Hide
          jrherrick@wustl.edu Rick Herrick added a comment -

          When login page posts credentials to /login, Spring Security invalidates the existing JSESSIONID and immediately creates a new session. It then adds the user principal to that new session and responds to the user with a Set-Cookie with the new JSESSIONID.

          The problem is caused by another request that comes in immediately after the /login request. That request uses the old JSESSIONID. Since that session is now invalidated, Tomcat responds with a new JSESSIONID. That session is not associated with the session that contains the user principal, i.e. it's unauthenticated. This Set-Cookie directive comes after the one that contains the session ID associated with the session, so the browser loses the session.

          The immediate solution for this issue was to remove the object that was being requested on that second request. It was a graphic referenced in app.css. Something must have gotten the class that referenced the icon set on it and so the graphic required for the class was requested. To eliminate that request, all graphics in app.css were converted from url(/path/to/graphic.png) to url(data:image/png;base64,xxx).

          Show
          jrherrick@wustl.edu Rick Herrick added a comment - When login page posts credentials to /login, Spring Security invalidates the existing JSESSIONID and immediately creates a new session. It then adds the user principal to that new session and responds to the user with a Set-Cookie with the new JSESSIONID. The problem is caused by another request that comes in immediately after the /login request. That request uses the old JSESSIONID. Since that session is now invalidated, Tomcat responds with a new JSESSIONID. That session is not associated with the session that contains the user principal, i.e. it's unauthenticated. This Set-Cookie directive comes after the one that contains the session ID associated with the session, so the browser loses the session. The immediate solution for this issue was to remove the object that was being requested on that second request. It was a graphic referenced in app.css. Something must have gotten the class that referenced the icon set on it and so the graphic required for the class was requested. To eliminate that request, all graphics in app.css were converted from url(/path/to/graphic.png) to url(data:image/png;base64,xxx).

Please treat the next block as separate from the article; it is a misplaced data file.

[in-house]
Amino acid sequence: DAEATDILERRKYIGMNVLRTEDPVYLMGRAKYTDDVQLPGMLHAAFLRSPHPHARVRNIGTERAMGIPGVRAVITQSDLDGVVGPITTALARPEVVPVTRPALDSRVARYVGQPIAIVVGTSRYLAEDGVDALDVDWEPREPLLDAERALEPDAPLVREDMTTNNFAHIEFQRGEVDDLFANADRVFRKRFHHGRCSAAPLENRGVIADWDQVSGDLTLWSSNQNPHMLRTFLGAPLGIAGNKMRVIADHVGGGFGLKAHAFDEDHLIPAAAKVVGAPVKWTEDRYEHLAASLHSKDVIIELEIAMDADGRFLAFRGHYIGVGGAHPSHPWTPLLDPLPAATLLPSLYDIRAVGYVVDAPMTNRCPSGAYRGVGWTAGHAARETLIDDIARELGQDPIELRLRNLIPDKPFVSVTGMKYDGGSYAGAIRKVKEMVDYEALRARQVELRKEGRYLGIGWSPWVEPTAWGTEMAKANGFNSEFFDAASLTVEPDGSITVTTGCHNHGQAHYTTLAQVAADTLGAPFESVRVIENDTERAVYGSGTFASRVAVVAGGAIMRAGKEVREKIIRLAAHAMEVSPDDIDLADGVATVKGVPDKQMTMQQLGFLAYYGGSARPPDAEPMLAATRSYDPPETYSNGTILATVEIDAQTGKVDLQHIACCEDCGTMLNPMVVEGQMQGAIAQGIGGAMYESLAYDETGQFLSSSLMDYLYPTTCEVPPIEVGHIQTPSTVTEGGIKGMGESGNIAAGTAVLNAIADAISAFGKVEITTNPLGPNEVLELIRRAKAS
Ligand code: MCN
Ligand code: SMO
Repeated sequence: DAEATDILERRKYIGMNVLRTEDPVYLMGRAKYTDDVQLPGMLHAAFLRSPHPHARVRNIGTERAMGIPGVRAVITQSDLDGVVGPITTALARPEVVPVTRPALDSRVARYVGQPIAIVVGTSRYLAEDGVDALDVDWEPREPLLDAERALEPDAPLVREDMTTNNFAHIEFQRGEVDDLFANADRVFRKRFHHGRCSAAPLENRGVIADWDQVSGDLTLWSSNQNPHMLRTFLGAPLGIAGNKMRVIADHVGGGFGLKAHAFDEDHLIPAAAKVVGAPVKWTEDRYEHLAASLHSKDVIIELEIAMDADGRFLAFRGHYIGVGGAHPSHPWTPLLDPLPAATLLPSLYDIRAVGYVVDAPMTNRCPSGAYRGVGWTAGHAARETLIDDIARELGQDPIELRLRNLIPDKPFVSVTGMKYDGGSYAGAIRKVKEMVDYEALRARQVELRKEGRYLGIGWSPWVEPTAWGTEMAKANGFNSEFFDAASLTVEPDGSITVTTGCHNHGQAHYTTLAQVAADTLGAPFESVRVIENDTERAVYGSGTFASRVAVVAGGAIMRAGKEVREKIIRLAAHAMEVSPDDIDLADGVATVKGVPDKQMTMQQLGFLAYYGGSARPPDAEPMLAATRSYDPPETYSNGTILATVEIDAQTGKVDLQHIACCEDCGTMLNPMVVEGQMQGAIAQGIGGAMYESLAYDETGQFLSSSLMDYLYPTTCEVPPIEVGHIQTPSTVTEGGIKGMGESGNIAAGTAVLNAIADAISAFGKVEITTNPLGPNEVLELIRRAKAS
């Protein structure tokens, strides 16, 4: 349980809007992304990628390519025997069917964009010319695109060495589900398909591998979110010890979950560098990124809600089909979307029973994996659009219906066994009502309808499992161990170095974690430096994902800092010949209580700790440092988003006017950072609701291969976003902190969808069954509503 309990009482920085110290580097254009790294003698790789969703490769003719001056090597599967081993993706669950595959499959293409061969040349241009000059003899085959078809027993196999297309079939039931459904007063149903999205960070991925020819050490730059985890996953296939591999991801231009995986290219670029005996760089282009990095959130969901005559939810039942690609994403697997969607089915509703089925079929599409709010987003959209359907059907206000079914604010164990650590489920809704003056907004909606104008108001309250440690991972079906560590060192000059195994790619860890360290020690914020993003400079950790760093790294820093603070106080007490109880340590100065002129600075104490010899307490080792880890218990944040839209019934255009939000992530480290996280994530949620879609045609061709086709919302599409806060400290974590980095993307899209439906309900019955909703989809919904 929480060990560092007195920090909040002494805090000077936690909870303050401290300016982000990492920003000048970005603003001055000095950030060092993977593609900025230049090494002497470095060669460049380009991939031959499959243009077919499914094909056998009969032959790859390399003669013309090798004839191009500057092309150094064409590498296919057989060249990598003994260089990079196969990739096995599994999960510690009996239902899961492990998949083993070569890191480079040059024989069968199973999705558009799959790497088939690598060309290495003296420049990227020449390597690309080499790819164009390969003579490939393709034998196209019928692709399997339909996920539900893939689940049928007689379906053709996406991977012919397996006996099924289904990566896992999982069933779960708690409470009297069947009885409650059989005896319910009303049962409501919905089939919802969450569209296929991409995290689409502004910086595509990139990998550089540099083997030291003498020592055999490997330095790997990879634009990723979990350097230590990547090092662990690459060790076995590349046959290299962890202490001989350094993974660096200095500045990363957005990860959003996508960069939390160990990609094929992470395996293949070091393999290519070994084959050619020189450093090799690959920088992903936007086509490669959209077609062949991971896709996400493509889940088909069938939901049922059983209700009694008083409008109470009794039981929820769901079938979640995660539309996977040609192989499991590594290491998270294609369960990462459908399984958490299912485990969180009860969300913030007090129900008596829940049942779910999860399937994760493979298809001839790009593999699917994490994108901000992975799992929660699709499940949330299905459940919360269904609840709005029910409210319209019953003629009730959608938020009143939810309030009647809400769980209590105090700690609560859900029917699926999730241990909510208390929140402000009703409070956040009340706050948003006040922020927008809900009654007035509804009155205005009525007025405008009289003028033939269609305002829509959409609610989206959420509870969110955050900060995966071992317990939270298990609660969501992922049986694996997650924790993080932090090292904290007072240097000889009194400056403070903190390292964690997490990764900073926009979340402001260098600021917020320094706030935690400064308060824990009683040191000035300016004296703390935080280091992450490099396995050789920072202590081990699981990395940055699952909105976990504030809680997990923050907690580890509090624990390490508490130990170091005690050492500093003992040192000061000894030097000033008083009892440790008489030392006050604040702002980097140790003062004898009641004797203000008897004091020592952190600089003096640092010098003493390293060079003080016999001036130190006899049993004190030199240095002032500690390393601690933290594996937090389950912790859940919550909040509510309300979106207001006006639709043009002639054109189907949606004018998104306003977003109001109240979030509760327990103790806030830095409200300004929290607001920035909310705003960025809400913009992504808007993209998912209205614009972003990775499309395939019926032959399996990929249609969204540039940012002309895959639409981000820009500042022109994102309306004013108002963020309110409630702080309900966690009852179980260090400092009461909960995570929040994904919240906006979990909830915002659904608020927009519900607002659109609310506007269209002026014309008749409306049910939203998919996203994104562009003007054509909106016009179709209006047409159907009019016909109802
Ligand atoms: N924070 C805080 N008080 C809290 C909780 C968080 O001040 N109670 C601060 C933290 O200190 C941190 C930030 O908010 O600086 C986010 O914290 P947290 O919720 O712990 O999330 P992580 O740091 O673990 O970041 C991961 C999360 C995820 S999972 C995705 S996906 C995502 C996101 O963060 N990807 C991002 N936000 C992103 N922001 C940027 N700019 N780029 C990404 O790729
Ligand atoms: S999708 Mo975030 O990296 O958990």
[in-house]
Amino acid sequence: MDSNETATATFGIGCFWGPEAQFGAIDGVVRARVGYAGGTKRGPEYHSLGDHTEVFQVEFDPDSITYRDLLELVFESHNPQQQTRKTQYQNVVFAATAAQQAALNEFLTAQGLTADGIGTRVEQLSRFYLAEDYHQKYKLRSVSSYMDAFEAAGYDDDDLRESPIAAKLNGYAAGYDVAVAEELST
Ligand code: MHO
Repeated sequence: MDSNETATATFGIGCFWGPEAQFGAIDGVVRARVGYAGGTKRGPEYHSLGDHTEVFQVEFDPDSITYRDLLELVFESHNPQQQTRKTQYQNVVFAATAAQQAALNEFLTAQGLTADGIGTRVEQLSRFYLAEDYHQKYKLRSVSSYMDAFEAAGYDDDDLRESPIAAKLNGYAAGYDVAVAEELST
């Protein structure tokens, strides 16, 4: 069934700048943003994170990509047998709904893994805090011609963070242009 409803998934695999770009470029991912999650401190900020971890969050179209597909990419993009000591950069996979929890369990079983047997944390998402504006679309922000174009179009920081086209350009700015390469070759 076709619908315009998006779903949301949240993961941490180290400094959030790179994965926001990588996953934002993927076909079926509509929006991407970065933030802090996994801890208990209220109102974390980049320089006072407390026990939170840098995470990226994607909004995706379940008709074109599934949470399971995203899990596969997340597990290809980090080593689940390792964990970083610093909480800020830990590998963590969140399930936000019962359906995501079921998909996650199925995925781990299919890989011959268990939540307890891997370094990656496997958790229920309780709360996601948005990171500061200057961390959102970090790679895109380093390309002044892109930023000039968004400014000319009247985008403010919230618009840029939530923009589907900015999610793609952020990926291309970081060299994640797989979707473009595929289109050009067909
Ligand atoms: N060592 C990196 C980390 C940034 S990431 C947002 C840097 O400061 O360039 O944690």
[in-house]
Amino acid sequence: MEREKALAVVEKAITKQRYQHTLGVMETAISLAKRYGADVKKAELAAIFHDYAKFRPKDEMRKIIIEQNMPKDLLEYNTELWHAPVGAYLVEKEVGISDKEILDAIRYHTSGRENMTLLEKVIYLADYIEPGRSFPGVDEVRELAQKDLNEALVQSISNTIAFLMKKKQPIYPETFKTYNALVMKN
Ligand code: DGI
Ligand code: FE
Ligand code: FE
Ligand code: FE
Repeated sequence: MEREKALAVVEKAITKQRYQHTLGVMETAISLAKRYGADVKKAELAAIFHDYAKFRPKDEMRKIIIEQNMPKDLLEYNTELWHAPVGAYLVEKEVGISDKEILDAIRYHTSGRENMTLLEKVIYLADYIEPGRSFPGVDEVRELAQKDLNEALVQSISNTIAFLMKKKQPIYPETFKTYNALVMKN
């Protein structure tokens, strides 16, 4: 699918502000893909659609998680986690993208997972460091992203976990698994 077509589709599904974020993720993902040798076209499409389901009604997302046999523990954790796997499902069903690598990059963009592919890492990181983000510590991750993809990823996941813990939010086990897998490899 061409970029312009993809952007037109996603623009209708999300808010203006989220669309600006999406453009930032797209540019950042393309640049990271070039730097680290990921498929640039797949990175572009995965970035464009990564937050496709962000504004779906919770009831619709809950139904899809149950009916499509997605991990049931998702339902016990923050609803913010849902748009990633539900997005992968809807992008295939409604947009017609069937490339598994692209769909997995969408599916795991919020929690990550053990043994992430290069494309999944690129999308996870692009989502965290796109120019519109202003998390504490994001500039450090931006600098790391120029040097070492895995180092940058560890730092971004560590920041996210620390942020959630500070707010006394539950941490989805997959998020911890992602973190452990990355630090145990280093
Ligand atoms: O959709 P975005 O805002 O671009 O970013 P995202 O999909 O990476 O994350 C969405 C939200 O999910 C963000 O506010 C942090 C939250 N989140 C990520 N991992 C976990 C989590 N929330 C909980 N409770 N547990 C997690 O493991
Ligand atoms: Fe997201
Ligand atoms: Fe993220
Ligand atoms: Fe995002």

Hide
          moore.c@wustl.edu Charlie Moore added a comment -

          I guess we'll call this one closed? (still scary, though...)

          Show
          moore.c@wustl.edu Charlie Moore added a comment - I guess we'll call this one closed? (still scary, though...)

            People

            • Assignee:
              moore.c@wustl.edu Charlie Moore
              Reporter:
              moore.c@wustl.edu Charlie Moore
            • Votes:
              0 Vote for this issue
              Watchers:
              2 Start watching this issue

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                Updated:
                Resolved: